This Budget is the next stage in the Government's economic plan, building on commitments from the 2016-17 Budget and the 2016 election.
A generation of Australians has grown up without ever having known a recession, with the nation now in its 26th consecutive year of economic growth.
In recent years the growth has been hard won and not all Australians have shared in the growth. Many others remain frustrated. Wage growth has been slow, additional hours have been hard to come by, and small business owners have gone without to keep their businesses open and their employees in jobs.
This is putting increased pressure on Australians and their families but there are clear signs that the economy is moving towards better days.
This Budget is about making those right choices, to secure the better days ahead.
And the choices we have made are clear.
Stronger growth to deliver more and better paying jobs
We choose to focus on growing our economy, in particular by investing in infrastructure, to secure more and better paying jobs, and create an environment where people and businesses are enabled and empowered. Encouraging businesses to grow, and investing in key infrastructure will boost job creation and help deliver much needed pay rises for Australians.
Guaranteeing the essential services that Australians rely on
We choose to prioritise the essential services that Australians rely on, especially our most vulnerable, by funding our share of important services in health care, housing, disability support, education and employment. They are services that give Australians the security and confidence they need to grab a hold of opportunities when they arise.
In times of low wage growth, Australians are more focussed on the delivery of essential services such as Medicare. Australians can be assured, we will not only continue to deliver these services, but will strengthen them.
Tackling cost of living pressures
We choose to tackle cost of living pressures for Australians and their families, taking action to ease the strain in areas such as housing affordability, power prices and child care. The Government recognises that not all Australians have enjoyed the benefits of our nation’s growth, and with this Budget seeks to ease the burden on household budgets and make housing more affordable for prospective buyers and renters and to support people who are homeless.
Ensuring the Government lives within its means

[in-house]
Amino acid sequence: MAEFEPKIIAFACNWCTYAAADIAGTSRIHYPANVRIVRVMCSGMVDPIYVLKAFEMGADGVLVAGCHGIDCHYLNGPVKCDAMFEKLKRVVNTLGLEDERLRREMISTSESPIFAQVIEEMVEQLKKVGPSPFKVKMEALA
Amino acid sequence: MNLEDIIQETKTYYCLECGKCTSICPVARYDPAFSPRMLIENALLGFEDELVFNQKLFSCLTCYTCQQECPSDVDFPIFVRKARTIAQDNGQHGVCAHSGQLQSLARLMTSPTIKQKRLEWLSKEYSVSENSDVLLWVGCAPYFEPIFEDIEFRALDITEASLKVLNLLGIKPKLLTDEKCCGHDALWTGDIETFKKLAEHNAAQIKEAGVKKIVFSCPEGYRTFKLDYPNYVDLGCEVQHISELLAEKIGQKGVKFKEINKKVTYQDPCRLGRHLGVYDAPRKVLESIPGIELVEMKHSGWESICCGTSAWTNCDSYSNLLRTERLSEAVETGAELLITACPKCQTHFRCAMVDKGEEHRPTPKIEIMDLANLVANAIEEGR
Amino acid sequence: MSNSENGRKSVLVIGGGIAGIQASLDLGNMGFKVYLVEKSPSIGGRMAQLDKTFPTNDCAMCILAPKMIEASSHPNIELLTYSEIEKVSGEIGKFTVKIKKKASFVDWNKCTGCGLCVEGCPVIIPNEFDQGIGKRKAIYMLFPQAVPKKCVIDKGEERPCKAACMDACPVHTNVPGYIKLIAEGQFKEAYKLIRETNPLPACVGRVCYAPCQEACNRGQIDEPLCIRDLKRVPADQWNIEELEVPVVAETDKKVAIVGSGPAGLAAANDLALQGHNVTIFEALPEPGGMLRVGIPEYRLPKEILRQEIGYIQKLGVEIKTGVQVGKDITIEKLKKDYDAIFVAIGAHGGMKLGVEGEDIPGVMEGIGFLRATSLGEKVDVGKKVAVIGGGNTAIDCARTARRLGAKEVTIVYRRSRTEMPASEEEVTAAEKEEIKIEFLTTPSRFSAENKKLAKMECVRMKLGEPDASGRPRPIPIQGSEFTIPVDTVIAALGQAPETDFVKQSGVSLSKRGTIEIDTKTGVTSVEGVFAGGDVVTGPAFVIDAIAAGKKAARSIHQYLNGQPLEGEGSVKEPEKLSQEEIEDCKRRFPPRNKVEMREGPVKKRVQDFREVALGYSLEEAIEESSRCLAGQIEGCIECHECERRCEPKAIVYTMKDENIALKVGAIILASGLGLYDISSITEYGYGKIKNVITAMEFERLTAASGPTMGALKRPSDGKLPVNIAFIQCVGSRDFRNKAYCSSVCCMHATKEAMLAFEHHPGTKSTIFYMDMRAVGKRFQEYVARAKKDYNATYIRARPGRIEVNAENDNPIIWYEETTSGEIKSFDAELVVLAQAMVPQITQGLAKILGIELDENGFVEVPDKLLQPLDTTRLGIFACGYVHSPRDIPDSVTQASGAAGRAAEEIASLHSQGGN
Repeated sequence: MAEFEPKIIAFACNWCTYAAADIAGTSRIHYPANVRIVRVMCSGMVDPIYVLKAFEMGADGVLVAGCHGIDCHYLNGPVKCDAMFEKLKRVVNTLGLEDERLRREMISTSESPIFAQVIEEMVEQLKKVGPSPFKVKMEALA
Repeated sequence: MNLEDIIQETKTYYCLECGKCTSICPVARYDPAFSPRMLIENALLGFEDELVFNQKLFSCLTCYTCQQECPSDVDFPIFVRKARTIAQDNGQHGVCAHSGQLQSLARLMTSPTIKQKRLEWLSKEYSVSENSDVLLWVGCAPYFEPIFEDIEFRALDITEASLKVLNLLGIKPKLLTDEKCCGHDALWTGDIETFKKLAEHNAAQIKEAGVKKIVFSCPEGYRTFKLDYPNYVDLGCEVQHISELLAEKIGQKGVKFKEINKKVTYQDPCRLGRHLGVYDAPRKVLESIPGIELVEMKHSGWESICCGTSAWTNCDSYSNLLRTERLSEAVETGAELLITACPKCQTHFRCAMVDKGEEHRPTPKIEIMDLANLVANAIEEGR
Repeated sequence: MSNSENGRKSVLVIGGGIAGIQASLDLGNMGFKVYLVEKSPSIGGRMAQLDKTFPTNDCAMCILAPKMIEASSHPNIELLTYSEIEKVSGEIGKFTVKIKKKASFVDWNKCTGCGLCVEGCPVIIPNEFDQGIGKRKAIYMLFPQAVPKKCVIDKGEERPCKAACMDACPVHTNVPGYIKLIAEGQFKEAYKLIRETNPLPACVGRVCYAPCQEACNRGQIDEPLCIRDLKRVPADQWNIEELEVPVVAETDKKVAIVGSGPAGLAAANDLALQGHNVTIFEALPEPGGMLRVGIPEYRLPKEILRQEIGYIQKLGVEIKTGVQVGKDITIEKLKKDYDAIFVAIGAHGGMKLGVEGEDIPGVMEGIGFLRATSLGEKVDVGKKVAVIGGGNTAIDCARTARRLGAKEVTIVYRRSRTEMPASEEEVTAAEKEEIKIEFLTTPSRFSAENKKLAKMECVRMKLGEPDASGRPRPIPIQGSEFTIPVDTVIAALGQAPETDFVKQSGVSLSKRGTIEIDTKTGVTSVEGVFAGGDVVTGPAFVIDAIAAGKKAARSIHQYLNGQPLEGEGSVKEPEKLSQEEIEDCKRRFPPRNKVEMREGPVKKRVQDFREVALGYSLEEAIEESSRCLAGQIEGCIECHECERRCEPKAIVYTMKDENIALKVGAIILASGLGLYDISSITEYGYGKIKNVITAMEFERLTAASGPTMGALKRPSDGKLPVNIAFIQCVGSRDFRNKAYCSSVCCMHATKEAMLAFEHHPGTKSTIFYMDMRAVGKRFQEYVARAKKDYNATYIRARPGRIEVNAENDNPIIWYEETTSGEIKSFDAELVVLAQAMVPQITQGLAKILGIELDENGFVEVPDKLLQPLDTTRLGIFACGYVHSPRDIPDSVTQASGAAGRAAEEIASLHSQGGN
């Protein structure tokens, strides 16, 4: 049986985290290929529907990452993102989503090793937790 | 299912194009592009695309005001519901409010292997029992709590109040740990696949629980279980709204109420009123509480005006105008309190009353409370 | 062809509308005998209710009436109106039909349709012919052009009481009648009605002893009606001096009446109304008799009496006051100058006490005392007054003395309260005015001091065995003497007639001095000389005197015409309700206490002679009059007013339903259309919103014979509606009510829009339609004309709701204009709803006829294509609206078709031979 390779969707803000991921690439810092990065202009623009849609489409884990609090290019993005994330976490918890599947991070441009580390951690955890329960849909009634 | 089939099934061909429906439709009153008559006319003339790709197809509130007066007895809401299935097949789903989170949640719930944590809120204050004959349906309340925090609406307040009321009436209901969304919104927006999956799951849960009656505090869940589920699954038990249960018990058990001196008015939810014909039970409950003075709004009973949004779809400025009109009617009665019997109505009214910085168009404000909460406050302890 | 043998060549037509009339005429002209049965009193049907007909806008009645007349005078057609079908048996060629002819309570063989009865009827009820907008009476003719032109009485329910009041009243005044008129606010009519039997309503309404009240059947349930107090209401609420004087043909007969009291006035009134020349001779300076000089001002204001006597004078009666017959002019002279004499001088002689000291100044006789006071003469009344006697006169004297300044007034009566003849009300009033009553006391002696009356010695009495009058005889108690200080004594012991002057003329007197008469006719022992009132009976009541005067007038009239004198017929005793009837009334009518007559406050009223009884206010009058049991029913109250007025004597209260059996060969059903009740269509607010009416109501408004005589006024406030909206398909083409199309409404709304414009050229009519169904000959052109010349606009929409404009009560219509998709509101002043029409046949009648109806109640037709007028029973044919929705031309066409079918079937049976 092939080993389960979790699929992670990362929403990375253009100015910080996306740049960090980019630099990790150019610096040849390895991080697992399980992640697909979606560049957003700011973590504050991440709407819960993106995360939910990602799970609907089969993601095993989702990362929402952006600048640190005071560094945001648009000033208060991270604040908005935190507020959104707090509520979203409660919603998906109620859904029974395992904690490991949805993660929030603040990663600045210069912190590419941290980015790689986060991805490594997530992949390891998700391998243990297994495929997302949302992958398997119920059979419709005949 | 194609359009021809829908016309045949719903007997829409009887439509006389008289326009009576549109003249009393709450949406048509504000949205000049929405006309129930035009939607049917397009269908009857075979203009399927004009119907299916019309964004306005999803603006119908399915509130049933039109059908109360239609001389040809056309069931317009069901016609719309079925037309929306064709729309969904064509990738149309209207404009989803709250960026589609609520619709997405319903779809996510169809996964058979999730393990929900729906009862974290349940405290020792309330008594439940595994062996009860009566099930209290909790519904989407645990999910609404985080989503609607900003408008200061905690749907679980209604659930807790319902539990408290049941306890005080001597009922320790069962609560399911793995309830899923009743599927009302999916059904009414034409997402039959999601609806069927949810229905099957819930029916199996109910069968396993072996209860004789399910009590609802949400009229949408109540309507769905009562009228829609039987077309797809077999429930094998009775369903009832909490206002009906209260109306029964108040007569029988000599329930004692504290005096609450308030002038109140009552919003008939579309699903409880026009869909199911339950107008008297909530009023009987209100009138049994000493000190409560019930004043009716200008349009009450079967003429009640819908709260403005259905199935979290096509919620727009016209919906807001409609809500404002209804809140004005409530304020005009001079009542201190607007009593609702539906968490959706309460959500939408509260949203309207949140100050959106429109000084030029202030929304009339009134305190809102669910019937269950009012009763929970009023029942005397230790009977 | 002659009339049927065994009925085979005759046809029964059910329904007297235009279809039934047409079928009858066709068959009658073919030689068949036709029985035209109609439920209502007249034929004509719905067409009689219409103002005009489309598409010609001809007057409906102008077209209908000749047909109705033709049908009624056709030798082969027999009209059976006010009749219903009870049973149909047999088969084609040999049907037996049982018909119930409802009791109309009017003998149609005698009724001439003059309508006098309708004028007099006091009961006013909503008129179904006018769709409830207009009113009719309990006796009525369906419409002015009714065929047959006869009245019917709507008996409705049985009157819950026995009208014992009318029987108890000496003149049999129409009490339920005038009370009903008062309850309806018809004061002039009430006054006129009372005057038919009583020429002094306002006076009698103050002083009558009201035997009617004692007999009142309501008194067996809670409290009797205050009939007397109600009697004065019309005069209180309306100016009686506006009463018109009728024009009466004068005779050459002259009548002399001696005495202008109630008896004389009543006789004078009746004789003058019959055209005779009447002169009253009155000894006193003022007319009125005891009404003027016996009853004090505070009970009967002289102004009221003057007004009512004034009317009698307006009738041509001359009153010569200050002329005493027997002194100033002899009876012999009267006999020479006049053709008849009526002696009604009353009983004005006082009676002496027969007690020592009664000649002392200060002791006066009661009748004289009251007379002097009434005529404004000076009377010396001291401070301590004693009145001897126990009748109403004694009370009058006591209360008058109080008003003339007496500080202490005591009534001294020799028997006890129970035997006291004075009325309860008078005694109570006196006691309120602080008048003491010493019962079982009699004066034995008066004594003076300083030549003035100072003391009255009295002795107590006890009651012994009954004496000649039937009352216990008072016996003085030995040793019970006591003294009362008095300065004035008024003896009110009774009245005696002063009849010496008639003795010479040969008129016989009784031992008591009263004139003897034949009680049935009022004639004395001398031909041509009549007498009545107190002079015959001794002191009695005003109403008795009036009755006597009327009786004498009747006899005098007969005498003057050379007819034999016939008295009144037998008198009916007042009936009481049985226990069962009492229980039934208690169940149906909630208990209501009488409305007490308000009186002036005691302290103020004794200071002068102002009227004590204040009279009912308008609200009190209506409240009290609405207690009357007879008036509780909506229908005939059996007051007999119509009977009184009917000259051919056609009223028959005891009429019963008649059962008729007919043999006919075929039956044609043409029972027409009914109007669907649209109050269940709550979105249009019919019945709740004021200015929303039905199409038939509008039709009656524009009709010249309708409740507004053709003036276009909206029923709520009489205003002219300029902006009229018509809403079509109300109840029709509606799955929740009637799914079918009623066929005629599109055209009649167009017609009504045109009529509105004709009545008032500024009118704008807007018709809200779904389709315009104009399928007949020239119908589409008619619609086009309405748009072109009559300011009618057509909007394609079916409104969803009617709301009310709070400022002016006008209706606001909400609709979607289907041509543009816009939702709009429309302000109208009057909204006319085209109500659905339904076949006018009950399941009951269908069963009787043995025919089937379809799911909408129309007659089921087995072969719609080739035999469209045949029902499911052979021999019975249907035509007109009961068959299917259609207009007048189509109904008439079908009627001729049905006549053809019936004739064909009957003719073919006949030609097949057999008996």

We are taking practical action to arrest the deficit and the growth in our debt, and doing all we can to preserve our AAA credit rating. That is what Australians want, and that is what we are committed to, ensuring our future generations are not burdened with debt.
These four choices will be our foundation. They are not merely slogans or statements of good intention, they are the pillars that underpin everything we do as a Government moving forward, and our reference point for delivering good Government.
They are the right choices to secure the better days ahead.
Budget at a glance
The right choices to secure the better days ahead
The Government is focussed on boosting the economy and helping households, to ensure all Australians can benefit from the nation’s growth story. This Budget is based on the principles of fairness, security and opportunity. It builds on the strength of the 2016-17 Budget and seeks to create more opportunities for Australians and businesses, to guarantee essential services and create more and better paying jobs.
The Government is backing in small business and investing in future growth with funding for major infrastructure projects.
The Government is guaranteeing Medicare to ensure Australians can access timely and affordable health care, by establishing the Medicare Guarantee Fund.
The Government will ensure the National Disability Insurance Scheme is fully funded by increasing the Medicare levy by half a percentage point.
Building on the $1.2 billion provided in the 2016-17 Budget, the Government will provide an additional $18.6 billion in funding over a decade for schools.
The Government is reducing the cost of living by improving Australians’ access to secure and affordable housing across the housing spectrum.
Delivery of further investment in infrastructure across our cities and in our regions will ensure the benefits of Australia’s economic growth are shared broadly across the country.
Australian jobs are at the centre of the Government’s decision to abolish the subclass 457 visa. This visa will be replaced by a new temporary skilled visa restricted to critical skill shortages.
Together these measures will increase the economy’s performance that is vital to ensuring that we live within our means and are able to return the Budget to balance in 2020-21.
Budget aggregates and major economic parameters(b)
|Underlying cash balance ($b)(a)||-39.6||-37.6||-29.4||-21.4||-2.5||7.4|
|Per cent of GDP||-2.4||-2.1||-1.6||-1.1||-0.1||0.4|
|Net operating balance ($b)||-33.6||-38.7||-19.8||-10.8||7.6||17.5|
|Per cent of GDP||-2.0||-2.2||-1.1||-0.6||0.4||0.8|
(a) Excludes expected net Future Fund earnings before 2020-21.
|Real GDP||2.6||1 3/4||2 3/4||3||3||3|
|Employment||1.9||1||1 1/2||1 1/2||1 1/2||1 1/2|
|Unemployment rate||5.7||5 3/4||5 3/4||5 1/2||5 1/2||5 1/4|
|Consumer price index||1.0||2||2||2 1/4||2 1/2||2 1/2|
|Wage price index||2.1||2||2 1/2||3||3 1/2||3 3/4|
|Nominal GDP||2.3||6||4||4||4 1/2||4 3/4|
(b) Year average growth unless otherwise stated. From 2015-16 to 2018-19, employment and the wage price index are through the year growth to the June quarter. The unemployment rate is the rate for the June quarter. The consumer price index is through the year growth to the June quarter.
Source: ABS cat. no. 5206.0, 6202.0, 6345.0, 6401.0 and Treasury.